Frequently Asked Questions

Delivery of Treatment

Therapy and evaluation appointments are provided either in-person at Center for Resiliency’s office in Montvale, NJ, or via teletherapy. The teletherapy platform used is RingCentral, which is HIPAA-compliant.

Accepted Forms of Payment?

Payment forms include cash, check, all major credit cards, Zelle, and Health Savings Accounts (HSA).

What is your Cancellation Policy?

Center for Resiliency has a 24-hour cancellation and re-schedule policy for all appointments.

Do You Accept Insurance?

CFR is considered an out-of-network mental health provider and does not accept health insurance.  

Several insurance companies offer out-of-network benefits and will reimburse patients for mental health services. You should check with your insurance provider to determine your out-of-network benefits.

CFR will provide patients with a detailed invoice statement, after each session, inclusive of necessary codes, for possible reimbursement from your insurance company.

Here are some helpful questions to ask the insurance company regarding your out-of-network benefits: ​

  • Do I have out-of-network benefits for mental health services?
  • Do I have an out-of-network deductible?
  • Are any of the following CPT codes covered: 90791, 90671, 90834, 90837, 90832?
  • Will I be reimbursed partially or entirely for the amount I pay out-of-pocket to the practitioner?
  • How many visits are covered in a calendar year?


This notice serves to address the new federal “no surprises” act that was enacted on 1/1/22 and clarify how it relates to the practice of psychology at Center for Resiliency. All healthcare providers and healthcare facilities are required to notify patients of their federal rights and protections against “surprise billing.” It requires that we notify you of your federally protected rights to receive a notification when services are rendered by an out-of-network provider, if a patient is uninsured, or if a patient elects not to use their insurance.

The act was developed in response to situations where patients receive unexpected charges for medical procedures. For example, some hospitalized patients found that they received care from multiple providers, some of whom did not participate with their insurance. Even though they had no control over who treated them while in the hospital, they were nonetheless held responsible for charges that they never authorized. Thus, they were, as you can imagine, ‘surprised’ with their medical bill upon receipt.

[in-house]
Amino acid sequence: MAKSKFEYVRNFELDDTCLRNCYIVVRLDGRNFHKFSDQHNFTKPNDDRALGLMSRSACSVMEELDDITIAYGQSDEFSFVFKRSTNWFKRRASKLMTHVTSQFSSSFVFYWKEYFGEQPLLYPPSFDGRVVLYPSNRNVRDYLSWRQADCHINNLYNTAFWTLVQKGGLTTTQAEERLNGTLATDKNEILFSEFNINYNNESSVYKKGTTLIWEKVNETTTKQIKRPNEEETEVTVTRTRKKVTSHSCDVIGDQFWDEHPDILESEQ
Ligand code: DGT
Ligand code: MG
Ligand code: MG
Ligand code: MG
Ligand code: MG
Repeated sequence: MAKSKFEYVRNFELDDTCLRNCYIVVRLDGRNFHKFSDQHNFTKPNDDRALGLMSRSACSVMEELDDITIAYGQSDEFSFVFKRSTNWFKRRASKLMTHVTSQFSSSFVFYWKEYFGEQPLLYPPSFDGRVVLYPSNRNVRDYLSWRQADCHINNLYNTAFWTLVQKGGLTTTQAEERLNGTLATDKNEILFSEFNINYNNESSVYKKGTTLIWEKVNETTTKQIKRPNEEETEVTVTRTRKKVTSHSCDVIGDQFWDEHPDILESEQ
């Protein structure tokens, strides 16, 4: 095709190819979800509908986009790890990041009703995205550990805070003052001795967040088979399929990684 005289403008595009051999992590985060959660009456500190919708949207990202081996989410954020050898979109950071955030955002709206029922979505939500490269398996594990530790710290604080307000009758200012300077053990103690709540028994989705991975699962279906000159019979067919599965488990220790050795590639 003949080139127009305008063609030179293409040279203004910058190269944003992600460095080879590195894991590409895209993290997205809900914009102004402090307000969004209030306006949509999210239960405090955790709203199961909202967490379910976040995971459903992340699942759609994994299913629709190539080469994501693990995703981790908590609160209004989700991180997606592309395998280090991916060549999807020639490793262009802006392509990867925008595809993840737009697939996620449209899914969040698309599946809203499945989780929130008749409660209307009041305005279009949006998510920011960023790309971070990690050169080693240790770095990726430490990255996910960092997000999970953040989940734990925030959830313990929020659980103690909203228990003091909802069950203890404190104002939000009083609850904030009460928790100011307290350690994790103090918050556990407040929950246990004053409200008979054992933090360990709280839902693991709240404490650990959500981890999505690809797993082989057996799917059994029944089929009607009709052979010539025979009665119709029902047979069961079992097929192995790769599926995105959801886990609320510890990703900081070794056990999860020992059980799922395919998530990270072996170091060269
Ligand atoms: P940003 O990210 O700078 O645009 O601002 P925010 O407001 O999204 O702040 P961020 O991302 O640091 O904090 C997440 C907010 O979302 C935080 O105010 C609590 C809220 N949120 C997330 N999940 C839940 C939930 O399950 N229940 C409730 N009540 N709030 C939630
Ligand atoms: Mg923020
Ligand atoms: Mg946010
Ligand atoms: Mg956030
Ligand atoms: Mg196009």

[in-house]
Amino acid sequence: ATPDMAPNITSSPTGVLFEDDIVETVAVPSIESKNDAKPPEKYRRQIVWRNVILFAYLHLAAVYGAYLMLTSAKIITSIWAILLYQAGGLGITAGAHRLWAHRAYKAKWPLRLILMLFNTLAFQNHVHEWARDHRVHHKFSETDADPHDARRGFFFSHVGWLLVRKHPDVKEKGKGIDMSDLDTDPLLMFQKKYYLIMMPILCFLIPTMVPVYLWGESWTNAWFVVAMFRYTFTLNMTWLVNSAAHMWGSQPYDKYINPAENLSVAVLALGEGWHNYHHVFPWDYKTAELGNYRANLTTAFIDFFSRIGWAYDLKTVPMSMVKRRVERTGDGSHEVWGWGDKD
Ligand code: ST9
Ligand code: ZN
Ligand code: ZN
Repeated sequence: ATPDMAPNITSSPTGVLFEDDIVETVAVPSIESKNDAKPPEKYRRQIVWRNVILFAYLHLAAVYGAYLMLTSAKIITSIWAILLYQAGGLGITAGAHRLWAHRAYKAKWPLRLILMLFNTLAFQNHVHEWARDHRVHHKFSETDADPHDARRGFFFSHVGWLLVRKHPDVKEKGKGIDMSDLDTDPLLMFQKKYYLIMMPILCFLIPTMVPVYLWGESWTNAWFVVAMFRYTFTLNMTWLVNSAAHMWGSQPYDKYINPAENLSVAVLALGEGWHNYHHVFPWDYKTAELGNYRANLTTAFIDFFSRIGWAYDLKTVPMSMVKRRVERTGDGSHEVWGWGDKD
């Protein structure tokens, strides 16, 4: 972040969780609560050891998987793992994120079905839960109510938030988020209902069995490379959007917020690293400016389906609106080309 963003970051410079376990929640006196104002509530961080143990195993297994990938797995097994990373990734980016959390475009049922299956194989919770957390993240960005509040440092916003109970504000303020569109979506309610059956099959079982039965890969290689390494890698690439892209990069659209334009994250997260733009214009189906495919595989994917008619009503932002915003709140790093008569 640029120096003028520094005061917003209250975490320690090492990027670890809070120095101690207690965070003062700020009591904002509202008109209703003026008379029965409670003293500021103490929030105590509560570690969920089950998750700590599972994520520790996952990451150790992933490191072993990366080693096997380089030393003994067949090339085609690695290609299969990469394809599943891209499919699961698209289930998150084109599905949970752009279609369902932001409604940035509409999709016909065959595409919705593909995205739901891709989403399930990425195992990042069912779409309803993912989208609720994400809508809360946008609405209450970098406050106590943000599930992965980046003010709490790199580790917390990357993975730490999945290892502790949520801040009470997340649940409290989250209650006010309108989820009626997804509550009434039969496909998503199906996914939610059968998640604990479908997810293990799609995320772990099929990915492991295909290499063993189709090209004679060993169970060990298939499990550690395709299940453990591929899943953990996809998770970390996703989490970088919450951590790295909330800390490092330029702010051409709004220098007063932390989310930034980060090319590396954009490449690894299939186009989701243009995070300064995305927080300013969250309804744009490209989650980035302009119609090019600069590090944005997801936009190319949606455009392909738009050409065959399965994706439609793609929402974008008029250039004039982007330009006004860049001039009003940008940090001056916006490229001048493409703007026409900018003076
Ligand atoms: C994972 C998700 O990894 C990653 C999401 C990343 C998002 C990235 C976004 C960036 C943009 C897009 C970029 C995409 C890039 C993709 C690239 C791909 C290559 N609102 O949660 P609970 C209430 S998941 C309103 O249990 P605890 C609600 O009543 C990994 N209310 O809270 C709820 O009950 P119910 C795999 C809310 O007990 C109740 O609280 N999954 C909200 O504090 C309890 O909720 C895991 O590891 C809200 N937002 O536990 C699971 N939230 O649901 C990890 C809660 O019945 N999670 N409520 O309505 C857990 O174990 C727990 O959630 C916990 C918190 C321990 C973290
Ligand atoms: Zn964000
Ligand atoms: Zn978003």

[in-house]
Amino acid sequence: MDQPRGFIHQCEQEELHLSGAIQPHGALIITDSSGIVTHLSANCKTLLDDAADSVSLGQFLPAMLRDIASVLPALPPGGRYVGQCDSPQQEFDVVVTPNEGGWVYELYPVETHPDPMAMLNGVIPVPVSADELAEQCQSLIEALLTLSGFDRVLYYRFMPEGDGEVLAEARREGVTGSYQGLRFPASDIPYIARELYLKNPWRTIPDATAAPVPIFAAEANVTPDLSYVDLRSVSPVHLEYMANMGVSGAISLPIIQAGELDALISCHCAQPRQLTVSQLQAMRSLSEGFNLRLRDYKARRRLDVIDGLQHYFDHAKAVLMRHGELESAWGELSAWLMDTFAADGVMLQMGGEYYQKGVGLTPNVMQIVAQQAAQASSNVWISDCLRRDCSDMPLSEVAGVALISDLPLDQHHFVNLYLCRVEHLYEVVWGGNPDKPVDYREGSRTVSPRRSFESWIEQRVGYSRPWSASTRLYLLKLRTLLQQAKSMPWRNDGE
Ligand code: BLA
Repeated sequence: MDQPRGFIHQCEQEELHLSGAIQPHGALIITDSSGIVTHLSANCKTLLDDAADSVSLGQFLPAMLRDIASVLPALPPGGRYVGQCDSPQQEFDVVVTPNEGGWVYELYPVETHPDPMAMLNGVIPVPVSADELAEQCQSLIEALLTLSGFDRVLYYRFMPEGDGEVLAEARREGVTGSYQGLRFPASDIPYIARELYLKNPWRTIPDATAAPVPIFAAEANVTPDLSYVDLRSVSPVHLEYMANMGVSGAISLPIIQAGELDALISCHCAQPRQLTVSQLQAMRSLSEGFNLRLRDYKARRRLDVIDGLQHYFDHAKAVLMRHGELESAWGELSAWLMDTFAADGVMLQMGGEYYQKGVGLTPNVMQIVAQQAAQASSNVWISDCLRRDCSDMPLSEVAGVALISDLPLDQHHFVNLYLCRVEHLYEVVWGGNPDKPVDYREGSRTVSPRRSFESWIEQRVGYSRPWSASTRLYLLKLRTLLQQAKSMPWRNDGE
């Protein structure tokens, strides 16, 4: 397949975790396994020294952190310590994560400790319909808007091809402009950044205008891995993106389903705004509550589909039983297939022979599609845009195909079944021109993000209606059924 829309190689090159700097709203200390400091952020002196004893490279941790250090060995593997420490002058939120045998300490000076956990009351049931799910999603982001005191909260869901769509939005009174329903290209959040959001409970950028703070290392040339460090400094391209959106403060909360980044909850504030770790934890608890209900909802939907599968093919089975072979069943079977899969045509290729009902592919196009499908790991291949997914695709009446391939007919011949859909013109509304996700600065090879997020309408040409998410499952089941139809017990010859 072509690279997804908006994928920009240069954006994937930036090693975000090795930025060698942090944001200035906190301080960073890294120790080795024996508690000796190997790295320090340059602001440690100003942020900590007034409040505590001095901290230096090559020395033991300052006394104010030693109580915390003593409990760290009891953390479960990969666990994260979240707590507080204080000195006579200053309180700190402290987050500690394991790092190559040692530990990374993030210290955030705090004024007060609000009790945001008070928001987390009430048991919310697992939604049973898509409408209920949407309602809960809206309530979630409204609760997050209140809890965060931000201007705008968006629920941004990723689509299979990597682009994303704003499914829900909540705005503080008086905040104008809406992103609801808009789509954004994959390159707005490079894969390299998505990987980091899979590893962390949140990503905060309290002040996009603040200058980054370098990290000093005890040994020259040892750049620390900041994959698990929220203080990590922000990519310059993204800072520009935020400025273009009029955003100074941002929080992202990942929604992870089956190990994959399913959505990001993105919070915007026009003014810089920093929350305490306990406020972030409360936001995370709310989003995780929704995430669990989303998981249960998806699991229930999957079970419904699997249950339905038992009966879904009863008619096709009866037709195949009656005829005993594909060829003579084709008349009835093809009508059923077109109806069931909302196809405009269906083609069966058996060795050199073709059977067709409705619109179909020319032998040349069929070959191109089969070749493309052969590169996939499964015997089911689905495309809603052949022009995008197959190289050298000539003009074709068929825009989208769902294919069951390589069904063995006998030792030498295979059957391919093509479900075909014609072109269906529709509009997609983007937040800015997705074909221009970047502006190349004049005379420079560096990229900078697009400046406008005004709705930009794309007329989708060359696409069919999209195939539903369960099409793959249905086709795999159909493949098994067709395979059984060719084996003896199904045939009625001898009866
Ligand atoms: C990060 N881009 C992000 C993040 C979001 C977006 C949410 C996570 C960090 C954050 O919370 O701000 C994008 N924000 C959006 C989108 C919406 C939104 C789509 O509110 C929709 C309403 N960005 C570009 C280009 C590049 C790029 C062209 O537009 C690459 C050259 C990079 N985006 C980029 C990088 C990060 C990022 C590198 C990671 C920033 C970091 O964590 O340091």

The “No Surprises” act should be very helpful in such situations and protect vulnerable patients. It carries the expectation that all potential services should be outlined ahead of time. Although this act applies to all healthcare providers, unexpected charges rarely occur with out-of-network psychology practices who provide individual services with a set fee. It presumes that patients may encounter unexplained charges throughout the course of psychotherapy. It also presumes that psychology practices can accurately predict each patient’s long-term cost of treatment. Both assumptions are not relevant to most outpatient psychotherapy practices, including Center for Resiliency.

CFR is required to provide you with a Good Faith Estimate of the cost of services since we are not in-network with any insurance companies. Psychotherapy consists of individual appointments – not a service involving multiple providers, or a “package” limited to a set number of sessions. Most people enter psychotherapy quite aware that neither they nor the therapist can clearly predict how many sessions will be needed. At CFR, our philosophy is to work collaboratively with each patient to help them achieve their goals. Your CFR therapist might offer their professional recommendation related to the benefits of increasing or decreasing frequency of treatment, but ultimately, we always respect the final decision of each patient.

CFR is including the No Surprise Act information on its website, as required by law, but with the awareness that it is not reflective of how CFR bills their patients. CFR is always clear about their fees, which are verbally agreed upon at the time of the initial call with the CFR administrative assistant, and subsequently in writing through the New Patient Forms provided to the patient before they commence treatment.

Good Faith Estimate

Under Section 2799B-6 of the Public Health Service Act, health care providers and health care facilities are required to inform individuals who are not enrolled in a plan or coverage or a Federal health care program, or not seeking to file a claim with their plan or coverage both orally and in writing of their ability, upon request or at the time of scheduling health care items and services, to receive a “Good Faith Estimate” of expected charges.

Under the law, health care providers need to give patients who don’t have insurance or who are not using insurance an estimate of the bill for medical items and services:

  • You have the right to receive a Good Faith Estimate for the total expected cost of any non-emergency items or services. This includes related costs like medical tests, prescription drugs, equipment, and hospital fees.
  • You can ask your health care provider, and any other provider you choose, for a Good Faith Estimate before you schedule a service.
  • If you receive a bill that is at least $400 more than your Good Faith Estimate, you can dispute the bill.
  • Make sure to save a copy or picture of your Good Faith Estimate.


For questions or more information about your right to a Good Faith Estimate, visit